Like so many others, I sat and watched more than 150 women get up and read victim impact statements to ex-USA Gymnastics doctor Larry Nassar in court. During his sentencing hearing, I saw so many emotions on the faces of each girl that mirrored my own as an abuse survivor. I saw deep hurt, anger, frustration, and contempt spill out into the shaky voices of each young lady that bravely came forward years after their abuse.
I was glued to the entire sentencing hearing. I, along with the rest of the world and fellow survivors in particular, watched and waited to see how this would all play out. Could an army of survivors really rise together and make big steps towards real change?
It all took place in an environment survivors aren’t used to seeing. Judge Rosemarie Aquilina cleared her docket for seven days to allow each and every survivor that wanted to come forward the opportunity to be heard.
Tears stung my eyes. She saw them, she listened to every single word, she believed them. She personally addressed each survivor, and at the end of Aly Raisman’s powerful statement, Judge Aquilina said, “I’m an adult and I’m listening, and I’m sorry it took this long.”
The judge was fair, acknowledging Nassar’s constitutional right to a defense and his day in court. The defense team expressed concern about getting death threats. She openly called that out, cautioning the public against any wrongdoing towards counsel.
But she also wasn’t here for Larry Nassar’s bullshit. He wrote a letter to the court about how listening to so many impact statements was detrimental to his health. She kept him in check, making it crystal clear that he would sit there and listen to his victims for a few days, because what they experienced for years trumped what he was currently feeling.
Another thing I noticed as I watched the sentencing: People stop and listen when more than 150 Olympic hopefuls stand up and speak out. For once, I saw a serious slowdown in the usual victim-blaming chatter online. People stopped and listened. Their victim impact statements put a national spotlight on what all abuse survivors face, and for that I am grateful.
As an adolescent, I felt powerless to change anything about my world. I had to come forward and report the most important man in my life in a small town. I dealt with extended family and lawyers who felt like I was probably just an angry teenager lashing out. After risking so much to speak up, that reaction hurt.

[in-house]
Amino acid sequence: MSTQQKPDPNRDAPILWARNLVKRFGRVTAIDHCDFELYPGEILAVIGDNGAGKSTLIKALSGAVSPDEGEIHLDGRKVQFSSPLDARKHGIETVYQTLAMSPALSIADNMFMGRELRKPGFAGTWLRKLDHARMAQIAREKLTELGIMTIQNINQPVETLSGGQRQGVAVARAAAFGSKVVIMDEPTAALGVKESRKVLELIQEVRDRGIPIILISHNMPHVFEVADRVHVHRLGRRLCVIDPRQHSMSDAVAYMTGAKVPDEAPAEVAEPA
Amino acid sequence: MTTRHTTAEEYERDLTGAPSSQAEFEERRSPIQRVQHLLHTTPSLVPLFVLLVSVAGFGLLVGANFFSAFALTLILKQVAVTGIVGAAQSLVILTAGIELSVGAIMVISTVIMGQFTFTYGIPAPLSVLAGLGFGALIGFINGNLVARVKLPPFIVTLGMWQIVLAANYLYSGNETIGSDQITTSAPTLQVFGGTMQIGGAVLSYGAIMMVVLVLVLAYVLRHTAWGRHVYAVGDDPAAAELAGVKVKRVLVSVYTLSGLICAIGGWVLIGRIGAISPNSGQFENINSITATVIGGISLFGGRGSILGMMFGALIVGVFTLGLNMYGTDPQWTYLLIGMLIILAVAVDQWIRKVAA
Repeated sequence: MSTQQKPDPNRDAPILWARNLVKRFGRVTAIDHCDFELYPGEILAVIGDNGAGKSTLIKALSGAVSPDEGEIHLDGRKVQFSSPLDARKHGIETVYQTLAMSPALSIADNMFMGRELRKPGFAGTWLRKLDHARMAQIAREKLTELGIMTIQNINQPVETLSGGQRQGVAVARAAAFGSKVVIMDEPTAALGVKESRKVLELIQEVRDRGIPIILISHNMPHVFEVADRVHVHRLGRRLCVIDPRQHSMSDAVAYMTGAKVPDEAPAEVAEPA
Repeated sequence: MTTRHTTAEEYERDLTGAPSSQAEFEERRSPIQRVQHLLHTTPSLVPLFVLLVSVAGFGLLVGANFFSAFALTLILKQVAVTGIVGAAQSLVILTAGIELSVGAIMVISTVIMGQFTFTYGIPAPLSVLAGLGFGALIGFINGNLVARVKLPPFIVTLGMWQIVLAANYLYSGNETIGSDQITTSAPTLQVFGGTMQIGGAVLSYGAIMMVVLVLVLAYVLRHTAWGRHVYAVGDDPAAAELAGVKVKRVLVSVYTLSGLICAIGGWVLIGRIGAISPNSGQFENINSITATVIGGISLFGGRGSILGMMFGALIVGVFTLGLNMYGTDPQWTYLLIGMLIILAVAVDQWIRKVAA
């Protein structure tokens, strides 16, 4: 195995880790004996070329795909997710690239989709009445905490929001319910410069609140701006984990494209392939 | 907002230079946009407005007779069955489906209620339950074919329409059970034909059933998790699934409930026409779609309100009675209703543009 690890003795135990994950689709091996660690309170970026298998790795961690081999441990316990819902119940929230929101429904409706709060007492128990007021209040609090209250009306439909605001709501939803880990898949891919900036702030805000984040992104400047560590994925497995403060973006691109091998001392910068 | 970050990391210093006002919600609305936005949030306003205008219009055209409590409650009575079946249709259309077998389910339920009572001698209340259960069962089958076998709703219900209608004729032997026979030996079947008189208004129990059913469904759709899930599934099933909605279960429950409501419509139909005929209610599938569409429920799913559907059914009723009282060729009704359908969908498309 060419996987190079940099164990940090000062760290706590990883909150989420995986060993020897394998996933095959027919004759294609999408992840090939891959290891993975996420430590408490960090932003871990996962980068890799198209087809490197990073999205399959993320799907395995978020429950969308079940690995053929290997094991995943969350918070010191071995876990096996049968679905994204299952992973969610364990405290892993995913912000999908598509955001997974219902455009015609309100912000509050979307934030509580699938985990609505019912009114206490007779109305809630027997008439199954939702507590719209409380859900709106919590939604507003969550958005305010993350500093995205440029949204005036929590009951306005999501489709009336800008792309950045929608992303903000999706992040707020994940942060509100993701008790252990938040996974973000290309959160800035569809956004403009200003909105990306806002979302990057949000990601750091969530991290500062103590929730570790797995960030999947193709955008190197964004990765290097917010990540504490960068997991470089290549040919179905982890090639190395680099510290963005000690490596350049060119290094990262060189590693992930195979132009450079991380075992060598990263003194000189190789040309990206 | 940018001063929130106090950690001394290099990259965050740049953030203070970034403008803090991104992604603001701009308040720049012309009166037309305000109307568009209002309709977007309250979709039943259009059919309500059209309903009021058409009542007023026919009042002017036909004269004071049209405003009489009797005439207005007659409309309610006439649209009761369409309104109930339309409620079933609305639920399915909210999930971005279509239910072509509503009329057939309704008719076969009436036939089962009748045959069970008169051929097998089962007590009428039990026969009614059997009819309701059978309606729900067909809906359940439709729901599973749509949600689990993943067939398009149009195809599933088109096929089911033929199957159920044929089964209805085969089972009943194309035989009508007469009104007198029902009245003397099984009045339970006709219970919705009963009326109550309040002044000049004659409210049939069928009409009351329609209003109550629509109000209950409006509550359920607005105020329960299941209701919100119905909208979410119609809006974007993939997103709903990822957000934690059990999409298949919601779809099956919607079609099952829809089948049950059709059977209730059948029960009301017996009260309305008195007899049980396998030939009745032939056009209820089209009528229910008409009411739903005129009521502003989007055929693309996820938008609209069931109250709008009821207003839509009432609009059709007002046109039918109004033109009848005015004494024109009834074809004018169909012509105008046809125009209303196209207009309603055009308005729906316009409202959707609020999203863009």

Individually, many of these girls who came forward were made to feel the same. How dare they speak out against a man who was so admired in the sports community? They were seen as money-hungry opportunists — some of their own parents didn’t believe them.
While I felt sorrow that such an anomaly took place and so many were affected, I felt pride and a knowing satisfaction as I watched an army of survivors collectively fight for themselves after repeated reports to adults and authorities went unanswered.
I was especially moved by the first girl to come forward publicly, Rachael Denhollander. She was completely and utterly alone in her fight. Until she wasn’t.
She reported Nassar multiple times many years before and stuck to what was right. Despite losing so much in the process, her lone voice started the chain reaction of #MeToo and led to the reckoning that abuse survivors have been longing to see.
For the first time in my life, I see a glimmer of hope in the public’s perception of abuse victims coming forward.
For every spiteful, dismissive, and sarcastic comment on the web about abuse victims, another person finally stopped to truly listen.
They didn’t give up, they supported each other, they spoke their painful truths, and they fought for what was right.
They stopped a monster, and permissive heads are starting to roll.
Survivors everywhere watched this play out and it matters. I am eternally grateful for the way Judge Aquilina handled the proceeding — and for every word the women shared.
An army of survivors really can band together and make steps towards real change. Maybe a new day really is on the horizon.